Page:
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Beyond the Mainstream 

Jana Hunter brings her lovely folk/blues songs back to Tucson

Through a haunted, subdued haze of faux-primitive folk music and psychedelia-steeped blues, Jana Hunter's songs are intimate, revealing and utterly lovely.

Balancing a medieval grace and some of the dark heart documented in seminal recordings of rural Americana by Harry Smith or Alan Lomax, her guitar-playing recalls the experimental traditionalism of John Fahey. And the beautiful, off-kilter melodies and eccentric phrasing of her singing recall the styles of kindred spirits Tara Jane O'Neil and Kristin Hersh, as well as that of pal Devendra Banhart, whose label, Gnomonsong Records, has released both of Hunter's albums.

Touring to promote the more recent of those two CDs, There's No Home, Hunter will perform at Solar Culture Gallery on Friday, June 22.

Perhaps it's not surprising that the 29-year-old Texan (born in Arlington, now living in Houston) is classically trained. For much of her life, violin was her instrument of choice.

"I got into classical music when I was a child, and they still had really good music programs in public schools, and I played a lot in regional youth orchestras during high school," Hunter said.

She spoke via cell phone from outside a roadside diner in Eugene, Ore., where she was playing a gig last weekend. I could actually hear birds chirping in the background as she spoke.

"But I also had siblings about a decade older than me, and they listened all the time to The Smiths, Prince, R.E.M., 10,000 Maniacs and U2 at the time. They're older enough than me that they weren't pushy about it. It wasn't like they would sit and analyze the music for me and tell me what I was supposed to be listening to and getting out of it. They also weren't very experimental in their tastes. They didn't explore beyond the mainstream.

"And neither did I, until later. I tried to at a certain point, but I really didn't understand the vastness of what was available in music until much later, like until my early 20s. I still feel pretty behind when it comes to that."

But in her teenage years, Hunter also discovered the joys of making rock music in bands with her friends, she said. Her first was called McGillicutty.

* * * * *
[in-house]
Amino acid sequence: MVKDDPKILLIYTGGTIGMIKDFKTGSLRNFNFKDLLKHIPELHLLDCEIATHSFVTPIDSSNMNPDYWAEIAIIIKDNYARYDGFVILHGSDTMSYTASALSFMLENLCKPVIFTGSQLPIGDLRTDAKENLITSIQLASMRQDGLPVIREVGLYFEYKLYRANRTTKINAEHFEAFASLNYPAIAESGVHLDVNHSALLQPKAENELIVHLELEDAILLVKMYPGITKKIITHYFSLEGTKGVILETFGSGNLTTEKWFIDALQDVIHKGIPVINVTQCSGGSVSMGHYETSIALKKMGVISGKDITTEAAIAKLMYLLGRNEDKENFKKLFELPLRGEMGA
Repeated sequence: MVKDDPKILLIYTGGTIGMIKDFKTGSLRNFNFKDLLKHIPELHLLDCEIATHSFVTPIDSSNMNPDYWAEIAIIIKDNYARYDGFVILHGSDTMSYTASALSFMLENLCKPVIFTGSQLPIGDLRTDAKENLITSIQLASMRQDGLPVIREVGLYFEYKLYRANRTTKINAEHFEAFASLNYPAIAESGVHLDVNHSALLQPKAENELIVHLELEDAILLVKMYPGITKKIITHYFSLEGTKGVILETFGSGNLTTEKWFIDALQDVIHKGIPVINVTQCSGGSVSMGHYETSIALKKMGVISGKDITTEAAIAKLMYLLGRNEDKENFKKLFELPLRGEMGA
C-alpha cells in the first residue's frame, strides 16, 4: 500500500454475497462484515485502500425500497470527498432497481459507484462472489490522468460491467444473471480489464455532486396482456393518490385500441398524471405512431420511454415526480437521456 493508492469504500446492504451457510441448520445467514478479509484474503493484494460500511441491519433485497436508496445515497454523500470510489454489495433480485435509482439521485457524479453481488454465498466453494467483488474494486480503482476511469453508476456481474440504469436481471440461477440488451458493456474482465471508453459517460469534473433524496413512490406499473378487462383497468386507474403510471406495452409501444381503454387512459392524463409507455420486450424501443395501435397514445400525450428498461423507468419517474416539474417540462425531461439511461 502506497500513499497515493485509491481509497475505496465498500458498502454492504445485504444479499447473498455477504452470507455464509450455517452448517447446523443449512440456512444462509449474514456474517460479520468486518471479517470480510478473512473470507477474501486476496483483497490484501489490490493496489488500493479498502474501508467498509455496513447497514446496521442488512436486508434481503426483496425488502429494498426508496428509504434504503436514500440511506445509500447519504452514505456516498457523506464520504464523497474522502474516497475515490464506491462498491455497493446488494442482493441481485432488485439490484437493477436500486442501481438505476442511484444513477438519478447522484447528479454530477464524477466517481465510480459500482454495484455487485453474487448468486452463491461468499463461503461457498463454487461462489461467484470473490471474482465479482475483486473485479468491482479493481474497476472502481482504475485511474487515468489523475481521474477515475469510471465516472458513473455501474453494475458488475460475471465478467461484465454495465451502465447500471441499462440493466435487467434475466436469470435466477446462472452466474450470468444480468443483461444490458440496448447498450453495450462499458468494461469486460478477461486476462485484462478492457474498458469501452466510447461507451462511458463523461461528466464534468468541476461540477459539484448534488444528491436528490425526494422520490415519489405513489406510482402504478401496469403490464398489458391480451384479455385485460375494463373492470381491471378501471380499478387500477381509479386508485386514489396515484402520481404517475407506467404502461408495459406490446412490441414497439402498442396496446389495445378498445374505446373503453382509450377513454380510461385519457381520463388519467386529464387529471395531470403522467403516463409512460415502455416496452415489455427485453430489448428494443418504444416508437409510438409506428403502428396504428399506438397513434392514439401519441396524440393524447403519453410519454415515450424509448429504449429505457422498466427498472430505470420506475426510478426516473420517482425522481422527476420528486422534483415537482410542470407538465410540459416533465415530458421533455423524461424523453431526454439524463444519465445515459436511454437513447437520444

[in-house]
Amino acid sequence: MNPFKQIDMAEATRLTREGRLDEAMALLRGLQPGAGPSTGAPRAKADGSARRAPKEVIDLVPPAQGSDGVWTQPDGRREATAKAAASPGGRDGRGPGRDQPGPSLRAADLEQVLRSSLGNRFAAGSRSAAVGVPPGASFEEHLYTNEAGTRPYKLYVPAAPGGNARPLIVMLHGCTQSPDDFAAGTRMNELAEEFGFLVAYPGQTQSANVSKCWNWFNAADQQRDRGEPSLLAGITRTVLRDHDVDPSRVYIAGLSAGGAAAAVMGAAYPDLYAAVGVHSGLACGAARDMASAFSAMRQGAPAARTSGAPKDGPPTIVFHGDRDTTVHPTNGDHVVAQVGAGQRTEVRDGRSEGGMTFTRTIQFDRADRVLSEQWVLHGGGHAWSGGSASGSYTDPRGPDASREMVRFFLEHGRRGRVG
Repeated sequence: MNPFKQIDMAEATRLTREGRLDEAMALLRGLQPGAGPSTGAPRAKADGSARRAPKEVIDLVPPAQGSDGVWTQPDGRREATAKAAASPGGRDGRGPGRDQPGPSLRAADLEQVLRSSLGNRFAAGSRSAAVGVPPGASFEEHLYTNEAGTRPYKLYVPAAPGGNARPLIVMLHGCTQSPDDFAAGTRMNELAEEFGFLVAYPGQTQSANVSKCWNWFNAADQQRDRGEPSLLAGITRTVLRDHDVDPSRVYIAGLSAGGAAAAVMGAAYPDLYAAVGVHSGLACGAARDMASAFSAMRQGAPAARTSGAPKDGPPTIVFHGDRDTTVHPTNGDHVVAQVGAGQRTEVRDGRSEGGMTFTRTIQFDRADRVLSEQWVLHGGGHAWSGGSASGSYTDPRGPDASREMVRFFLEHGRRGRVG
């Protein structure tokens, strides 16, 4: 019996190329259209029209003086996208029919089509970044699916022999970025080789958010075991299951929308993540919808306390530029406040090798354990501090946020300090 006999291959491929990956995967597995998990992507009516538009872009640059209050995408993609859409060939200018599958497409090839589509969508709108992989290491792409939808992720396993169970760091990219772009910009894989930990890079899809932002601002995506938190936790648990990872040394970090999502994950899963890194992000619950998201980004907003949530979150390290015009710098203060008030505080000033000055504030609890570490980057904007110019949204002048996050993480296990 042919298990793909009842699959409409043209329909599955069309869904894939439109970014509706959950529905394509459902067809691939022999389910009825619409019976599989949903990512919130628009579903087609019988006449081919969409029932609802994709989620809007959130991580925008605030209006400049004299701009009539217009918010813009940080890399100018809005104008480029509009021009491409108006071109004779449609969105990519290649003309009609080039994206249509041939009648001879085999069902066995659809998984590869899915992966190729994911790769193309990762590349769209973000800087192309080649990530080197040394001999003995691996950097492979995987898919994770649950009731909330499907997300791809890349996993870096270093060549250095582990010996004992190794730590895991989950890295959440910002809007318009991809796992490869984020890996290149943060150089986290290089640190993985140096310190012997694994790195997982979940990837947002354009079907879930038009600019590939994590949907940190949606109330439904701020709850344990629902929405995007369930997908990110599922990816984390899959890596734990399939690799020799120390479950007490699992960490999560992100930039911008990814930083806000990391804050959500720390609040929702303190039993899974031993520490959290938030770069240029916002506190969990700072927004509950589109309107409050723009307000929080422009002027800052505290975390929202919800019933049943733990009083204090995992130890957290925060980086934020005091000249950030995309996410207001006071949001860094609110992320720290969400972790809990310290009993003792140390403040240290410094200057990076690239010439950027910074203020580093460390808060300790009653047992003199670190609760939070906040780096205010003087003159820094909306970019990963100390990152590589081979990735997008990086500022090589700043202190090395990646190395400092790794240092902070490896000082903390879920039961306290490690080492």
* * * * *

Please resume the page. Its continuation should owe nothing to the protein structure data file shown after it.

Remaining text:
"When I was about 15, my friends from the orchestra and I started a really terrible folk-rock band. One time in rehearsal, I was fooling around with a guitar. And one of my friends said, 'You look good with that; you should write some songs.' That's literally how I started down this path."

Her future started to unfold when McGillicutty broke up due to the proverbial "creative differences," and Hunter, in the words of her bio, "began in earnest the pursuit of solo writing, performing at local open mics and house parties."

She called those early attempts at songwriting failed experiments.

"Then my writing was just so terribly forced. It took a long time for me to develop to where I have a songwriting process that isn't like that, that works a little better, although I can't say I am all that sophisticated at it yet."

And Hunter says it has never been effortless.

"I don't think that ever happened, you know, where you are like channeling anything. But there was definitely a point at which I went from picking a topic that I felt had meaning and trying to write a song out of it, to actually writing based on my real feelings and based on honest experiences."

After she started playing solo, Hunter soon began burning her songs onto CDs that she sold at gigs. Eventually, she met Banhart.

"I met Devendra first when we played a show together back in 2002 or so. It was one of his first U.S. tours. We liked each other's music a lot. We played another show the next time he came through Texas. He's been a very good proponent for the things that I have done. He would take my CD-Rs and give them out to people, trying to get my name and music out there."

Banhart took his championing of Hunter to the next level by including her music on the compilation Golden Apples of the Sun (Bastet Records) and then releasing a split LP with her on Troubleman Records.

Banhart and Andy Cabic (a member of the band Vetiver) started Gnomonsong in 2005, and its first release was Hunter's debut album, Blank Unstaring Heirs of Doom.

When she appears this Friday at Solar Culture, Hunter will be accompanied by guitarist Ray Raposa (leader of the San Diego/New York City band Castanets) and drummer Yoni Kifle.

Hunter--who also moonlights in the band Jracula--recalled that she has played Tucson once before, but it was hardly her finest moment, she said. "I think it was in a diner."

The Red Room at Grill, perhaps?

"That was it. Hopefully, the people that saw that show will have forgotten about it entirely."

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